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April 9, 2014

Jonathan Tobin: Why Did Kerry Lie About Israeli Blame?

Samuel G. Freedman: A resolution 70 years later for a father's unsettling legacy of ashes from Dachau

Jessica Ivins: A resolution 70 years later for a father's unsettling legacy of ashes from Dachau

Kim Giles: Asking for help is not weakness

Kathy Kristof and Barbara Hoch Marcus: 7 Great Growth Israeli Stocks

Matthew Mientka: How Beans, Peas, And Chickpeas Cleanse Bad Cholesterol and Lowers Risk of Heart Disease

Sabrina Bachai: 5 At-Home Treatments For Headaches

The Kosher Gourmet by Daniel Neman Have yourself a matzo ball: The secrets bubby never told you and recipes she could have never imagined

April 8, 2014

Lori Nawyn: At Your Wit's End and Back: Finding Peace

Susan B. Garland and Rachel L. Sheedy: Strategies Married Couples Can Use to Boost Benefits

David Muhlbaum: Smart Tax Deductions Non-Itemizers Can Claim

Jill Weisenberger, M.S., R.D.N., C.D.E : Before You Lose Your Mental Edge

Dana Dovey: Coffee Drinkers Rejoice! Your Cup Of Joe Can Prevent Death From Liver Disease

Chris Weller: Electric 'Thinking Cap' Puts Your Brain Power Into High Gear

The Kosher Gourmet by Marlene Parrish A gift of hazelnuts keeps giving --- for a variety of nutty recipes: Entree, side, soup, dessert

April 4, 2014

Rabbi David Gutterman: The Word for Nothing Means Everything

Charles Krauthammer: Kerry's folly, Chapter 3

Amy Peterson: A life of love: How to build lasting relationships with your children

John Ericson: Older Women: Save Your Heart, Prevent Stroke Don't Drink Diet

John Ericson: Why 50 million Americans will still have spring allergies after taking meds

Cameron Huddleston: Best and Worst Buys of April 2014

Stacy Rapacon: Great Mutual Funds for Young Investors

Sarah Boesveld: Teacher keeps promise to mail thousands of former students letters written by their past selves

The Kosher Gourmet by Sharon Thompson Anyone can make a salad, you say. But can they make a great salad? (SECRETS, TESTED TECHNIQUES + 4 RECIPES, INCLUDING DRESSINGS)

April 2, 2014

Paul Greenberg: Death and joy in the spring

Dan Barry: Should South Carolina Jews be forced to maintain this chimney built by Germans serving the Nazis?

Mayra Bitsko: Save me! An alien took over my child's personality

Frank Clayton: Get happy: 20 scientifically proven happiness activities

Susan Scutti: It's Genetic! Obesity and the 'Carb Breakdown' Gene

Lecia Bushak: Why Hand Sanitizer May Actually Harm Your Health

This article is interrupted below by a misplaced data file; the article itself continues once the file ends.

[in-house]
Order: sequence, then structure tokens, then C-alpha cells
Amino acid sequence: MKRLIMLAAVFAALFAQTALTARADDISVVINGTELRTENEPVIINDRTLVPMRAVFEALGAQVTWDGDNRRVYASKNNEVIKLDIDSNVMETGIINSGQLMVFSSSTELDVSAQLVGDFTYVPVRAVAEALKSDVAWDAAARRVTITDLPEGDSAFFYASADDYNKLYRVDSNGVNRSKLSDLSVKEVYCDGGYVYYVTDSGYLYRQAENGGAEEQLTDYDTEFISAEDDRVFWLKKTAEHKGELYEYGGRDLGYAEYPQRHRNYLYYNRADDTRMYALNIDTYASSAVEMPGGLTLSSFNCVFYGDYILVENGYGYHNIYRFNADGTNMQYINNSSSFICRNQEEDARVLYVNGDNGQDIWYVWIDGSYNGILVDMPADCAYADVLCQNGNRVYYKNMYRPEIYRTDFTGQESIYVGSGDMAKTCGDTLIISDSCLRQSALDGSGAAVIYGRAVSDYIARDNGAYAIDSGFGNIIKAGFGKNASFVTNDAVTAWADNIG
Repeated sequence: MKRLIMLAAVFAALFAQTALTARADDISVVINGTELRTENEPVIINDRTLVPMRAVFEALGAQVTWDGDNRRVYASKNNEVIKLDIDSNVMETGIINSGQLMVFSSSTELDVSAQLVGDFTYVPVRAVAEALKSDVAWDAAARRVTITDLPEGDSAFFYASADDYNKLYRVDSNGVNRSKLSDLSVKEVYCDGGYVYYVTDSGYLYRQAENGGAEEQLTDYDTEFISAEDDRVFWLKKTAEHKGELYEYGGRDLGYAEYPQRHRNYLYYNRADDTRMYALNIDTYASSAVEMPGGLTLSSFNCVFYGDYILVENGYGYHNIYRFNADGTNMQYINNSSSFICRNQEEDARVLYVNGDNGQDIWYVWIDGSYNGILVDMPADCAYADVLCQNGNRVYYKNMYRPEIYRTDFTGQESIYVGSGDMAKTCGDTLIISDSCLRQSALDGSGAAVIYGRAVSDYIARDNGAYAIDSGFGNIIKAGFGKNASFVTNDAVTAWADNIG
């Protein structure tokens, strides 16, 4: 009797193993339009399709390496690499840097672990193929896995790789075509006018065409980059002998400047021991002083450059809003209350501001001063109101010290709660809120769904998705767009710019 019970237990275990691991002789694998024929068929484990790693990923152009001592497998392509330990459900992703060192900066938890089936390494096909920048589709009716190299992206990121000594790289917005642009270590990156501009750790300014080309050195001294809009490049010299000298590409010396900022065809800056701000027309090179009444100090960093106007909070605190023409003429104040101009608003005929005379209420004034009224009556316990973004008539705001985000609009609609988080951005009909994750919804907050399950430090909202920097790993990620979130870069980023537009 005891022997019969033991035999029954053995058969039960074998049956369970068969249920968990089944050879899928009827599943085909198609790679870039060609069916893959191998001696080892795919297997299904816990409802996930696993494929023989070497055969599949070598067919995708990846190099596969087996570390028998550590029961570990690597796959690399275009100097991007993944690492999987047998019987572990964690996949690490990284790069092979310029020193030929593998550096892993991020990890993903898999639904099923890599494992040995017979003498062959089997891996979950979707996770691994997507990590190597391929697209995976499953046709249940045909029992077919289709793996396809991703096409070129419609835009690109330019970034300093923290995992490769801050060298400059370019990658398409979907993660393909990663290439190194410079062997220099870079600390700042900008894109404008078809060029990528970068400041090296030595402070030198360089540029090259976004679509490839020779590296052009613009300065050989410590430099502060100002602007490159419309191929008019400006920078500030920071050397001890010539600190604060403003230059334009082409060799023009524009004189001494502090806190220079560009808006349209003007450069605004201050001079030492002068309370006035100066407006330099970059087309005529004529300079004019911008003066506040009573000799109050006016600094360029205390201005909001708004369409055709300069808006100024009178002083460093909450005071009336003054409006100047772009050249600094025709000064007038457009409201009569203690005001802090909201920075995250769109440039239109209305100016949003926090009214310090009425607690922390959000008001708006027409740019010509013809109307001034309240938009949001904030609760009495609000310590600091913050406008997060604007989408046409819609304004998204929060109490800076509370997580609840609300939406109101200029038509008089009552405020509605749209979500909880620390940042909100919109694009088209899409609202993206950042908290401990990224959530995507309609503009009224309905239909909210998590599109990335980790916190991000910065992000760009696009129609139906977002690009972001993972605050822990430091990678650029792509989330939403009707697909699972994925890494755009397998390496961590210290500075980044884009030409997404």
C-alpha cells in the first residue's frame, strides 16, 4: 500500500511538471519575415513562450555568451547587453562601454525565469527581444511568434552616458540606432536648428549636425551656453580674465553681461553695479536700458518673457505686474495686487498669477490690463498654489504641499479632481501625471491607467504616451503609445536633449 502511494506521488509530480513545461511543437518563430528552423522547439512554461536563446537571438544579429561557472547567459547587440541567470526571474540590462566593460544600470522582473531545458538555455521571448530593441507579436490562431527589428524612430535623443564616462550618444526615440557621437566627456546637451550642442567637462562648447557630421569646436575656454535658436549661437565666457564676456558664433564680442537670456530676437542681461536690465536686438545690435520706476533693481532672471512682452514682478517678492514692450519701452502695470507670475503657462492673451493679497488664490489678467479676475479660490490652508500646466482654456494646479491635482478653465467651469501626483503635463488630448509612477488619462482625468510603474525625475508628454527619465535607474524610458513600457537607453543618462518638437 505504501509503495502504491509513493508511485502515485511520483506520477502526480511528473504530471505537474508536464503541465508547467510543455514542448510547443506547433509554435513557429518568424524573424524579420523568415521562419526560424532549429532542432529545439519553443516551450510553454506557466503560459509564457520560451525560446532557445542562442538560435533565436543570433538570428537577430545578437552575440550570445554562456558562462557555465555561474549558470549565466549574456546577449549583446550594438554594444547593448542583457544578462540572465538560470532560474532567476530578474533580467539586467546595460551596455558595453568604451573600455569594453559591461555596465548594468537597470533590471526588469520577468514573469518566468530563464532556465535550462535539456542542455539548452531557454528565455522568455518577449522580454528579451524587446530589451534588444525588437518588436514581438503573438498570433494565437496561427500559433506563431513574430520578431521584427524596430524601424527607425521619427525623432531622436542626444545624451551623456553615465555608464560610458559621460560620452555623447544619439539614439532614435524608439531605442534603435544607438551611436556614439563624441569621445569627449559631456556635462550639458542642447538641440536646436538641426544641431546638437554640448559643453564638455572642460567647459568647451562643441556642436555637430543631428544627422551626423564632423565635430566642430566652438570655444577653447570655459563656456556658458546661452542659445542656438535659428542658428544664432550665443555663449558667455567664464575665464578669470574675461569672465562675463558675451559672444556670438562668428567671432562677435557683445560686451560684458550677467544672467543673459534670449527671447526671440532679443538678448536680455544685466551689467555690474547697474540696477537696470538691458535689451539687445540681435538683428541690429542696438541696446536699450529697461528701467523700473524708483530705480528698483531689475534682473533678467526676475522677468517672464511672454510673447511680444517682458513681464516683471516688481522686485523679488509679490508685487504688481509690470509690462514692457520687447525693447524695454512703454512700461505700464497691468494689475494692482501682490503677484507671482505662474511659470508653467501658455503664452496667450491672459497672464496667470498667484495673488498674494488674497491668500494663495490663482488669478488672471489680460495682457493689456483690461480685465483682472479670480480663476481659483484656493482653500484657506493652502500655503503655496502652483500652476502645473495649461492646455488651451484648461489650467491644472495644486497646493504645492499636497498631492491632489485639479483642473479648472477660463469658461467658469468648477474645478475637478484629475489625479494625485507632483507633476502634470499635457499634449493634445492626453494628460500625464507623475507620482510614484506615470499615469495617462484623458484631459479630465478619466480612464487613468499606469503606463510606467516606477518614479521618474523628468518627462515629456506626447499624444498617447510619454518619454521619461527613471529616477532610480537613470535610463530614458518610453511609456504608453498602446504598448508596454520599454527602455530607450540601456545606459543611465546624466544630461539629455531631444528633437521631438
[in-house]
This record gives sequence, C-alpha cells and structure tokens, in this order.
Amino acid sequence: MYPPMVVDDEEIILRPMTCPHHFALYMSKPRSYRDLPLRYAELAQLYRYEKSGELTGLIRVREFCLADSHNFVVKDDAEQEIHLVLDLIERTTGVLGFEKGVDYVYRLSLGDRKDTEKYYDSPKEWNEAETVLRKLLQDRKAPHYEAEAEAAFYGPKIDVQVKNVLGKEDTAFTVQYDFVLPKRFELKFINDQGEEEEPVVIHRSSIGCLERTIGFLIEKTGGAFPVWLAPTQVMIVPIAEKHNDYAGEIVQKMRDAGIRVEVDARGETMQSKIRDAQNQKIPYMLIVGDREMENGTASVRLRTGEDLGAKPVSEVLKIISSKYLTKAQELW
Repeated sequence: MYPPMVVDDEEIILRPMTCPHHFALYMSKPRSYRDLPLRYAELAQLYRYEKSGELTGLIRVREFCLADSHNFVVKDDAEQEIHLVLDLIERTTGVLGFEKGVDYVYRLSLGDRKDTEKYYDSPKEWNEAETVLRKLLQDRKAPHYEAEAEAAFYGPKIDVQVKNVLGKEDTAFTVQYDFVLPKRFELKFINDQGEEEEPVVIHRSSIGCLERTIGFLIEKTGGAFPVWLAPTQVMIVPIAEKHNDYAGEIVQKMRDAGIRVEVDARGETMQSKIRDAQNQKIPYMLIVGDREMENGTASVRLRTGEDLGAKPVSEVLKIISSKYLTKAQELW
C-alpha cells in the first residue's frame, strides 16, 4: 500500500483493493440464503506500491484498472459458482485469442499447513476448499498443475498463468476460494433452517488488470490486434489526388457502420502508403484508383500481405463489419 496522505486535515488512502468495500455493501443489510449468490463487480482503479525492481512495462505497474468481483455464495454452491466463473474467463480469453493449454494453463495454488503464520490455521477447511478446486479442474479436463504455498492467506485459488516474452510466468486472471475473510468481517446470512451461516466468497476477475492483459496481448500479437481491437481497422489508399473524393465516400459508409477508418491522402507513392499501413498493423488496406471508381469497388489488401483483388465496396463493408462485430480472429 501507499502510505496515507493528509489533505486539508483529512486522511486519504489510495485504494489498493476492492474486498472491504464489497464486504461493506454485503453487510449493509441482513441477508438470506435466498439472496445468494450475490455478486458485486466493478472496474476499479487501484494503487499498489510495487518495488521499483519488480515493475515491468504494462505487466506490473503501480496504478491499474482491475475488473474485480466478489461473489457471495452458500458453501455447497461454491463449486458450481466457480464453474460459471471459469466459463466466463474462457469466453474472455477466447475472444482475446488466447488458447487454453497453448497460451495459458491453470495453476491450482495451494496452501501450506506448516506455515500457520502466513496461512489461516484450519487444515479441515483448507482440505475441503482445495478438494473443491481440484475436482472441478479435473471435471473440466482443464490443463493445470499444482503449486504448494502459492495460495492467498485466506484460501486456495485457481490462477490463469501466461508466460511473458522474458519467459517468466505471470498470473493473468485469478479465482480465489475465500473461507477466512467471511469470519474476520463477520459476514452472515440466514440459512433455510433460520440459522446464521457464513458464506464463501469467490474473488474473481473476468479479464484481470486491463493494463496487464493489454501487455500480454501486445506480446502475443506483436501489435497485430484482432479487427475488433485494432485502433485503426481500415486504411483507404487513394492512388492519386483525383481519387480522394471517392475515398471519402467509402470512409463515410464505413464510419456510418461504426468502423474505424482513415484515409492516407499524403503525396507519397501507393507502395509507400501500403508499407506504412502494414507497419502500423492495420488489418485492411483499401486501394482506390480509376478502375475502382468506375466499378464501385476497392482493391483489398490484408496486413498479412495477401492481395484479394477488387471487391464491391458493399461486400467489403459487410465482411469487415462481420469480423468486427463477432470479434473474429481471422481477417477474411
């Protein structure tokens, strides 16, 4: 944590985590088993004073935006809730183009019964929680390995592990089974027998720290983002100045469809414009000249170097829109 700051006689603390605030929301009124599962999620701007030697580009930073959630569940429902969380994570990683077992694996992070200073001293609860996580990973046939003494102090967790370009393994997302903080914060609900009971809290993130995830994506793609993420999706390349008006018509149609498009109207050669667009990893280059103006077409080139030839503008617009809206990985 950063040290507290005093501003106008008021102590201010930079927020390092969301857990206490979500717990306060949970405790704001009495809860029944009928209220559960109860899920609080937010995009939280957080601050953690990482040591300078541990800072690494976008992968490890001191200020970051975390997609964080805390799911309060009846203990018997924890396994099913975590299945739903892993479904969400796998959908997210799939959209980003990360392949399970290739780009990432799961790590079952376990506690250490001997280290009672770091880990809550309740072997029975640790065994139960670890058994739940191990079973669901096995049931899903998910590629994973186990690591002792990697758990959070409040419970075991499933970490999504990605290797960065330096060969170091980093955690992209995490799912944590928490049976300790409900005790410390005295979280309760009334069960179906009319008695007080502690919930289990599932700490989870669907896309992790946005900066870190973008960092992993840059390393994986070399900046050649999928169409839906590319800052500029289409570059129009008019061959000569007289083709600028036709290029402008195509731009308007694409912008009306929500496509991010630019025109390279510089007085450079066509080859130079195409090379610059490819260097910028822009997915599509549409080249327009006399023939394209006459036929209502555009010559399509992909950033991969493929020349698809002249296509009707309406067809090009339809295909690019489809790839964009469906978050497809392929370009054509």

Stacy Rapacon: Great Funds You Can Own for $500 or Less

Cameron Huddleston: 7 Ways to Save on Home Decor

The Kosher Gourmet by Steve Petusevsky Exploring ingredients as edible-stuffed containers (TWO RECIPES + TIPS & TECHINQUES)

Jewish World Review Jan. 11, 2013/ 29 Teves, 5773

Kim and Kanye, the latest to put marriage last

By Susan Reimer




http://www.JewishWorldReview.com | (MCT) It wasn't a surprise to learn that famous-for-being-famous Kim Kardashian was pregnant by boyfriend of five months Kanye West. Celebs regularly put the baby carriage before marriage, and she is just the latest.

And it wasn't surprising that her family tweeted — because that's how we communicate these days — their joy. We long ago stopped stigmatizing unwed mothers, even ones like Ms. Kardashian who is still tangled in divorce proceedings after her very brief marriage to basketball player Kris Humphries and may still be married to him when her baby is born this summer.

What was surprising was the reaction of younger brother Rob, who said at a Las Vegas event New Year's Eve, "I am so proud of my sisters, but I'll be married before I have a baby."

Another of his sisters, Kourtney, has two children but is not married to their father, Scott Disick, and that relationship has been rocky. And Mr. Kardashian recently broke with his girlfriend, singer Rita Ora, after he tweeted that she cheated on him with 20 men. So he may not be in love with love right now.

But his comments about marriage first and babies later are rare enough to be worth noting, especially since the institution of marriage is in trouble in this country: The majority of births for women under 30 now occur outside marriage, and that is especially true among women without a college degree.